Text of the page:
In its response to the MSJ, the Plaintiff argued that he suffered additional retaliation after the meeting with the Human Resources and the higher supervisor. But, the court found there was no real reprisal and that in his deposition, the plaintiff essentially admitted there was no genuine reprisal after the meeting with HR.

During the meeting with HR and the chain-of-command, the higher supervisor accused Mr. Gordon of lying and not disclosing his disability when he was hired. He had been hired just a month before October, 2012. Mr. Gordon took offense and walked out of the meeting. The Plaintiff did not address that allegation in its response. It is quite serious for any employee to walk out of a meeting with management. This is particularly so when asking for an accommodation. If the employee fails to cooperate in a discussion about accommodation, then the employer is relieved of the duty to provide any accommodation.

Later, the plaintiff submitted additional information from his doctor expressing the need for more frequent bathroom breaks. The employer responded that it would allow him more frequent breaks while driving around. The employee felt that was not enough. He believed that he was given a “Hobson’s chose” of his health or his job. So, he quit in March, 2013. In its response, the plaintiff alleged “constructive termination,” meaning that he was forced to quit. So, apparently, instead of responding to Acosta’s email regarding more frequent bathroom breaks and explaining why that would not work, the plaintiff simply quit. He said he had lost faith in the employer’s “system. ” Order, p. 5.

The burden to show work conditions are so bad that a person must quit is very high, indeed. Rarely does the Fifth Circuit find a situation so bad that a person was justified in quitting. Any plaintiff who alleges constructive termination will be toiling uphill. But, the bigger problem with this case is the poorly defined accommodation of “more frequent” bathroom breaks. The employer can request more information if it does not understand a particular request. But, here, here was little discussion. The employee walked out of one meeting regarding his accommodation. Mr. Gordon then did not respond to an email offering one alleged accommodation. At least in its response to MSJ, the plaintiff has not explained specifically how many more bathroom breaks he needed, why only an inside office job would offer the right amount of bathroom breaks, or why the accommodation offered by the employer, more frequent breaks, would not suffice.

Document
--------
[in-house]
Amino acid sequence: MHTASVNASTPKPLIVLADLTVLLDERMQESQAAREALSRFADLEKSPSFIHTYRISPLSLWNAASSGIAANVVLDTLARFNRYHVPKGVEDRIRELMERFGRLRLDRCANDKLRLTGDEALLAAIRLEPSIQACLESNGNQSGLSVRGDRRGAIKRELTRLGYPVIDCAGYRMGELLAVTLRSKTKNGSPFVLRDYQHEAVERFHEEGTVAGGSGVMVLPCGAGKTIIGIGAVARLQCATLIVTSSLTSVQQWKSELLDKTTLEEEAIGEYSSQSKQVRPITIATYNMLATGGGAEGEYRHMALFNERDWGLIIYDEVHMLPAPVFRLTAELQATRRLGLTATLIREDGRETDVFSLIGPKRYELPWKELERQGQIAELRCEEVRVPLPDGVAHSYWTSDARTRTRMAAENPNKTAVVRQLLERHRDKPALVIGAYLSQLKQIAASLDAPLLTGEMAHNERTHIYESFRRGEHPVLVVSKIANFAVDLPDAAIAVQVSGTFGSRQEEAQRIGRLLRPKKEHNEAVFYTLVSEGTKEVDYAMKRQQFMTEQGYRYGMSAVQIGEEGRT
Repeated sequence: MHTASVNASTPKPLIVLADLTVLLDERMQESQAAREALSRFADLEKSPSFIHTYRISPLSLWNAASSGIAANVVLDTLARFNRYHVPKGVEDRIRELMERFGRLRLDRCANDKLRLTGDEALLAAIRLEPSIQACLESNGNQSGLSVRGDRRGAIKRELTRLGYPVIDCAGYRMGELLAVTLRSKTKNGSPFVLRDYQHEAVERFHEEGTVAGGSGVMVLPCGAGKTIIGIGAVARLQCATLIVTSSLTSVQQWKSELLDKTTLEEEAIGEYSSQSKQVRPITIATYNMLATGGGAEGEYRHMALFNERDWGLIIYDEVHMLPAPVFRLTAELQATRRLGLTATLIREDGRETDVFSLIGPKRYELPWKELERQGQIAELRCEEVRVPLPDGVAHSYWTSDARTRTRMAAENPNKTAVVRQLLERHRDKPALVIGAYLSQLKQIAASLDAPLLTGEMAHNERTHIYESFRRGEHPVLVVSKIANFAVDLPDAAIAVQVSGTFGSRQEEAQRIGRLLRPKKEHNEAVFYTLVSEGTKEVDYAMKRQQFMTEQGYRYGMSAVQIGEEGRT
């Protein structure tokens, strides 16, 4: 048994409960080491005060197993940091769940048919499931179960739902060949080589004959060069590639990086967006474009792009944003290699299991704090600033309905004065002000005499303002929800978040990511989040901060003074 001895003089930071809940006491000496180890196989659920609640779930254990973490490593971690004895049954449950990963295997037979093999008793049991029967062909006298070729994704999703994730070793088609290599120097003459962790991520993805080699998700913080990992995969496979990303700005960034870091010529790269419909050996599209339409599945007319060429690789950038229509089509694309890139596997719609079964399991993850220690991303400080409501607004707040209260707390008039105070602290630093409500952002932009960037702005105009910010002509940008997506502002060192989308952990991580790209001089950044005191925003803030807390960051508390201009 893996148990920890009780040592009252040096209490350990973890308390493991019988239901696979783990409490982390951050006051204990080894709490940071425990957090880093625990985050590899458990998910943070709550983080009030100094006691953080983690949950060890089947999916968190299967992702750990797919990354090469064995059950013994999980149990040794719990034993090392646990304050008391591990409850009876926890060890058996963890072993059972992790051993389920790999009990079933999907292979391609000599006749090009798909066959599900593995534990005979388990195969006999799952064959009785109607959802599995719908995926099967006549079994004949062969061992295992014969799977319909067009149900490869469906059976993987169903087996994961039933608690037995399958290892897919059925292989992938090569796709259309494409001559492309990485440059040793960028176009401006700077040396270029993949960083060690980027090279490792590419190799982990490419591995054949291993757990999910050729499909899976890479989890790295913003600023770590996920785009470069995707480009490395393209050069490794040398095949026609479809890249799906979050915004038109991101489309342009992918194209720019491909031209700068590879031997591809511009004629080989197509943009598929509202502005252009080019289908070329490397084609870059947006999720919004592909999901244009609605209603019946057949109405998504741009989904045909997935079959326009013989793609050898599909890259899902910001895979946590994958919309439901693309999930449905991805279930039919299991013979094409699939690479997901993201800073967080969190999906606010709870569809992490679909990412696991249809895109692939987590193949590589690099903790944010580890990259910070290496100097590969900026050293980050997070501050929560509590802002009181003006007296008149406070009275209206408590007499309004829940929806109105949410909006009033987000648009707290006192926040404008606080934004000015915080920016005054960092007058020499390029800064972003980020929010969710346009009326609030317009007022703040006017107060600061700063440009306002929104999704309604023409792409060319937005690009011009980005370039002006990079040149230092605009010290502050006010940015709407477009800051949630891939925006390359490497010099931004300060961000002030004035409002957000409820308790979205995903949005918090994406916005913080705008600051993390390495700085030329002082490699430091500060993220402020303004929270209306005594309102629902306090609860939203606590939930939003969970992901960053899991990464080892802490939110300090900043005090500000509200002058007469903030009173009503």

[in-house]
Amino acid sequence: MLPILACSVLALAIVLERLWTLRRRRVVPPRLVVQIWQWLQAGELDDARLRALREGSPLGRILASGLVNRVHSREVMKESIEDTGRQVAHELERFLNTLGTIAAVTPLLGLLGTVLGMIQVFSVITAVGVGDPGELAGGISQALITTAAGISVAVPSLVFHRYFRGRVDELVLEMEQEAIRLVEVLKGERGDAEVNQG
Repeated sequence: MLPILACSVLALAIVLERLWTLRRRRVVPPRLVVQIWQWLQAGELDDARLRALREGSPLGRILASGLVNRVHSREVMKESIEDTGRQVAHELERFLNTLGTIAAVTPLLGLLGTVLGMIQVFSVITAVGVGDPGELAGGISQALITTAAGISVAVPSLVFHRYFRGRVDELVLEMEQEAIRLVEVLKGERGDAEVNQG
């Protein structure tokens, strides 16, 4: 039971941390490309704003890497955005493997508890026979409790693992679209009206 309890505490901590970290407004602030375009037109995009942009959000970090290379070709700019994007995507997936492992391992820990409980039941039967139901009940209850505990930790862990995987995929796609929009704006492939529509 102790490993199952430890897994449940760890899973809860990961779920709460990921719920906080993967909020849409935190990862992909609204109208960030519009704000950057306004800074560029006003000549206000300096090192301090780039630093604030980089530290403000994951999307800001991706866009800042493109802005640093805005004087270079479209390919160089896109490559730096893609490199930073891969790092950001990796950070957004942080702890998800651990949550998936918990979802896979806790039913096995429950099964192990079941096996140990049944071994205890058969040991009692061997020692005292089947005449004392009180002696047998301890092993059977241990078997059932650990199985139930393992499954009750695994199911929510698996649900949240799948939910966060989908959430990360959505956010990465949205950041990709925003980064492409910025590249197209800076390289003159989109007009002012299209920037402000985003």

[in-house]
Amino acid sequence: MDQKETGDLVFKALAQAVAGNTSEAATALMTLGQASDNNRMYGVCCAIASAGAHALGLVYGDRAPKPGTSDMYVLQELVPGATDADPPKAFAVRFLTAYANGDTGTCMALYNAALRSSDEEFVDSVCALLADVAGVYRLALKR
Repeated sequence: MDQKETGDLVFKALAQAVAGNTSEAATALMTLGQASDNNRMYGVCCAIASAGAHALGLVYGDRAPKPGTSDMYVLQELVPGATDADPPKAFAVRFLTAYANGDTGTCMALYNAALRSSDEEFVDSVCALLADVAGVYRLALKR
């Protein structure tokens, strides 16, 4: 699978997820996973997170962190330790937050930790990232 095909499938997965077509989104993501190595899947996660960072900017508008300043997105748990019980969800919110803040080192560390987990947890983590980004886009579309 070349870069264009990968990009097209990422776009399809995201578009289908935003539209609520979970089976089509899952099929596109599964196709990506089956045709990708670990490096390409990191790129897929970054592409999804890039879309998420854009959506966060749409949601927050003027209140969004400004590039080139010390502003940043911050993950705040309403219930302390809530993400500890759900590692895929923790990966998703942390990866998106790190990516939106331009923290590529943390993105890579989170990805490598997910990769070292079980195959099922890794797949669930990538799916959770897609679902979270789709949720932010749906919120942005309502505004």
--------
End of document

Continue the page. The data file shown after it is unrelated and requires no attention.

Employers have a burden, too. They are generally not medical care providers. “More frequent” can mean one thing to one person and something entirely different to someone else. The court found that Acosta did offer a reasonable accommodation as a matter of law.

The court could and should have construed the facts more in favor of the non-movant. I find it remarkable that the judge expects the supervisor to include a reference to the disability during his yelling session, in order to connect the rant to this disability. This is summary judgment, after all, not an actual trial.

But, the request for accommodation is ambiguous. This request is vague, not too different from my old case of “reduce stress.” Requests do need to be specific, especially if the “requester” ends the discussion early.